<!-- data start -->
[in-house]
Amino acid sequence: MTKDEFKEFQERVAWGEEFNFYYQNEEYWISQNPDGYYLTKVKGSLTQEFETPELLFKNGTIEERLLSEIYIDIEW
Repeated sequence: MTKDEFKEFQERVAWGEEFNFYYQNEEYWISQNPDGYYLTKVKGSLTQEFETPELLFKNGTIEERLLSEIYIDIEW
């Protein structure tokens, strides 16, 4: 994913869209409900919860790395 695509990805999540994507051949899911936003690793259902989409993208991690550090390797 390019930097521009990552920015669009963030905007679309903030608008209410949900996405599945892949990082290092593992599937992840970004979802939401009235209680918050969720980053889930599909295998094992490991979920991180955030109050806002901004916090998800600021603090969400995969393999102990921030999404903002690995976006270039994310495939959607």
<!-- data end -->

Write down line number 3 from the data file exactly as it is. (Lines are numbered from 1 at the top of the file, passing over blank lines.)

Repeated sequence: MTKDEFKEFQERVAWGEEFNFYYQNEEYWISQNPDGYYLTKVKGSLTQEFETPELLFKNGTIEERLLSEIYIDIEW